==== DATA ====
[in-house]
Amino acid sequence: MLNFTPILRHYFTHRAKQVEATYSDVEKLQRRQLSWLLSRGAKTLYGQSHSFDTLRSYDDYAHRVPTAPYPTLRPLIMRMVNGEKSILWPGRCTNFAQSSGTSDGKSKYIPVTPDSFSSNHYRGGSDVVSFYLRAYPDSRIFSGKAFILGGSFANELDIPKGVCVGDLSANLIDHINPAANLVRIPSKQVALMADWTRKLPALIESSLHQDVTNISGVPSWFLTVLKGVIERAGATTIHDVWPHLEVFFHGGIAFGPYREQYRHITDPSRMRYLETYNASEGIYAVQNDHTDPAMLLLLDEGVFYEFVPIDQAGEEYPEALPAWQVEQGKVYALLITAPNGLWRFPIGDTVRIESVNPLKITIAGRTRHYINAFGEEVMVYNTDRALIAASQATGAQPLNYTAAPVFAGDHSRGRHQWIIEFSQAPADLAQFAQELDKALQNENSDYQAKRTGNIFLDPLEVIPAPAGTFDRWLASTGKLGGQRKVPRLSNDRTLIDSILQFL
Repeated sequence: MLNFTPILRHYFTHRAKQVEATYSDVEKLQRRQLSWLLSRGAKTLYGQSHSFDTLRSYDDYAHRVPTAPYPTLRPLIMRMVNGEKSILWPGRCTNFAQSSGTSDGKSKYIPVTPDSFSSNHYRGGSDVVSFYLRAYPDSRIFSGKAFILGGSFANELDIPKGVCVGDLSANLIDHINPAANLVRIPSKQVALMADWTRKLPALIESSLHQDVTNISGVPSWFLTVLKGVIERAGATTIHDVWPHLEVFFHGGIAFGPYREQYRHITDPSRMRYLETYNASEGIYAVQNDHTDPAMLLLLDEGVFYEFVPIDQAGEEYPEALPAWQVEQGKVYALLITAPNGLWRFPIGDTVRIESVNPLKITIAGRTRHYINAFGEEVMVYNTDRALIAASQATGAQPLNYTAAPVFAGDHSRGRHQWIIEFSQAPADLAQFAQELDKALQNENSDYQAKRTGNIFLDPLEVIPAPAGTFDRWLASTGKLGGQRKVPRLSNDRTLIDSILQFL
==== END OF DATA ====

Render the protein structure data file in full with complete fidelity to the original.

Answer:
[in-house]
Amino acid sequence: MLNFTPILRHYFTHRAKQVEATYSDVEKLQRRQLSWLLSRGAKTLYGQSHSFDTLRSYDDYAHRVPTAPYPTLRPLIMRMVNGEKSILWPGRCTNFAQSSGTSDGKSKYIPVTPDSFSSNHYRGGSDVVSFYLRAYPDSRIFSGKAFILGGSFANELDIPKGVCVGDLSANLIDHINPAANLVRIPSKQVALMADWTRKLPALIESSLHQDVTNISGVPSWFLTVLKGVIERAGATTIHDVWPHLEVFFHGGIAFGPYREQYRHITDPSRMRYLETYNASEGIYAVQNDHTDPAMLLLLDEGVFYEFVPIDQAGEEYPEALPAWQVEQGKVYALLITAPNGLWRFPIGDTVRIESVNPLKITIAGRTRHYINAFGEEVMVYNTDRALIAASQATGAQPLNYTAAPVFAGDHSRGRHQWIIEFSQAPADLAQFAQELDKALQNENSDYQAKRTGNIFLDPLEVIPAPAGTFDRWLASTGKLGGQRKVPRLSNDRTLIDSILQFL
Repeated sequence: MLNFTPILRHYFTHRAKQVEATYSDVEKLQRRQLSWLLSRGAKTLYGQSHSFDTLRSYDDYAHRVPTAPYPTLRPLIMRMVNGEKSILWPGRCTNFAQSSGTSDGKSKYIPVTPDSFSSNHYRGGSDVVSFYLRAYPDSRIFSGKAFILGGSFANELDIPKGVCVGDLSANLIDHINPAANLVRIPSKQVALMADWTRKLPALIESSLHQDVTNISGVPSWFLTVLKGVIERAGATTIHDVWPHLEVFFHGGIAFGPYREQYRHITDPSRMRYLETYNASEGIYAVQNDHTDPAMLLLLDEGVFYEFVPIDQAGEEYPEALPAWQVEQGKVYALLITAPNGLWRFPIGDTVRIESVNPLKITIAGRTRHYINAFGEEVMVYNTDRALIAASQATGAQPLNYTAAPVFAGDHSRGRHQWIIEFSQAPADLAQFAQELDKALQNENSDYQAKRTGNIFLDPLEVIPAPAGTFDRWLASTGKLGGQRKVPRLSNDRTLIDSILQFL